People do silly things at picnics, and Jane Bowles’ play In the Summer House proves the rule. Bowles means for the play to be absurd, and she succeeds.
The play begins with a lawn picnic at which characters with tenuous relationships incessantly bicker. When Mr. Solares enters, bringing a picnic to Gertrude Eastman Cuevas, she is unenthusiastic. “I think I’ll stay here on the balcony,” she tells him and other friends, “Just spread yourselves on the lawn and we’ll talk back and forth this way.” Dutifully, Solares serves spaghetti with meatballs. But when a plate is handed up to Gertrude, it drops on the head of Mrs. Lopez. There is much laughter. (Ha, ha!) Gertrude loves salads, so why she was offered spaghetti is perhaps another joke.
Conversation is disjointed – a series of unanswered questions such as, “Do you like Chop suey?” “You like the ocean?” “What is your attitude toward business?” Amidst the swirling banter, Solares asks Gertrude when they will be married. There is no answer. Gertrude is too distracted to be definitive, though she is adamant that the lawn be made tidy. “Mr. Solares,” she says, “can’t your servants organize this mess?” The short answer is no.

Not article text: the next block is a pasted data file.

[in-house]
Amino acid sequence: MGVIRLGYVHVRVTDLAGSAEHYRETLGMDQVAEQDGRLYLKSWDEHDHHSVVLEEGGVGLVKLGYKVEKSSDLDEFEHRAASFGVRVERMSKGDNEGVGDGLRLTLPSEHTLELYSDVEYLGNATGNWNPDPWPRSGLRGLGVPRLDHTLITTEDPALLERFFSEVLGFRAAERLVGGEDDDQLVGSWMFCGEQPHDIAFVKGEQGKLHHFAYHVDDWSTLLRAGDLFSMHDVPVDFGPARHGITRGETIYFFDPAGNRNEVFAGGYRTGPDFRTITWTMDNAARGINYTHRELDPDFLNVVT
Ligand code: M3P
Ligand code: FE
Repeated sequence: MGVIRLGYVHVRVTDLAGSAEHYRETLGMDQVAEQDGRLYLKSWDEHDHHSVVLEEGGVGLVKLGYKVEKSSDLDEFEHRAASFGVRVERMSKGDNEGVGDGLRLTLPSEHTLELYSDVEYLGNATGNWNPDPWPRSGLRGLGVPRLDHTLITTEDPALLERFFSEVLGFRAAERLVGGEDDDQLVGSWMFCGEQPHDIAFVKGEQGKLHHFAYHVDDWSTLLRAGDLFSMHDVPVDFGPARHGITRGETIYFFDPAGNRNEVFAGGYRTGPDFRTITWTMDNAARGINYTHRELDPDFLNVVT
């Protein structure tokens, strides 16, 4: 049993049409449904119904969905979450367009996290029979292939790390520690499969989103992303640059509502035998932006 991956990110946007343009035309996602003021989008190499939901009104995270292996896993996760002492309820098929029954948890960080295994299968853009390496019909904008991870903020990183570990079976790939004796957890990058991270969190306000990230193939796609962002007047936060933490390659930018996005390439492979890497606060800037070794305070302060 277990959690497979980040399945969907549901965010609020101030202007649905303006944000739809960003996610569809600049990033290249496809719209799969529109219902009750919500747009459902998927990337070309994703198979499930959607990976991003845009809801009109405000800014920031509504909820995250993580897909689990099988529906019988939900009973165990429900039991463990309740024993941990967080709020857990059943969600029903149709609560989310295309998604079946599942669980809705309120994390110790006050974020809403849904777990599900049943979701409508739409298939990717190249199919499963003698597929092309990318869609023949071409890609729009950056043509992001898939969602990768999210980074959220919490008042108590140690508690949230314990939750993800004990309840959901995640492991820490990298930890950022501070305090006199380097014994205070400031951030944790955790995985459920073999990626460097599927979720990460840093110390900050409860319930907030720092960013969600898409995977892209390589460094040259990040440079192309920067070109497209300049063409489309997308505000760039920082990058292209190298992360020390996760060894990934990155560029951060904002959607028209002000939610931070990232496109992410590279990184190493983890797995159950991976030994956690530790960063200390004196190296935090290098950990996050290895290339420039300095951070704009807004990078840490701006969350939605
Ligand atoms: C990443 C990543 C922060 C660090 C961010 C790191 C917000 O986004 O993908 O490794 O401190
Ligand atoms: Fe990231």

The original 1953 production included incidental music is Jane Bowles’ husband, Paul Bowles. During the same period, he and James Schuyler were collaborating on the absurdist A Picnic Cantata (1954). Philip Glass’ incidental music for the 1993 production includes “Mr. Solares’ Picnic,” which runs for 2:47 minutes.
Featured Image: JoAnne Akalatis. In the Summer House (1993). Scenic design by George Tsypin; Costume design by Ann Hould-Ward; and Incidental music by Philip Glass. Lincoln Center. Gertrude Eastman Cuevas (Diane Weist) stands on her balcony. Mr. Solares (Jaime Tirelli) in white looks on.
See: Jane Bowles. In the Summer House. In My Sister’s Hand in Mine: The Collected Works of Jane Bowles. New York: The Ecco Press, 1953; James Schuyler and Paul Bowles. A Picnic Cantata: For Four Women’s Voices, Two Pianos and Percussion. 1954.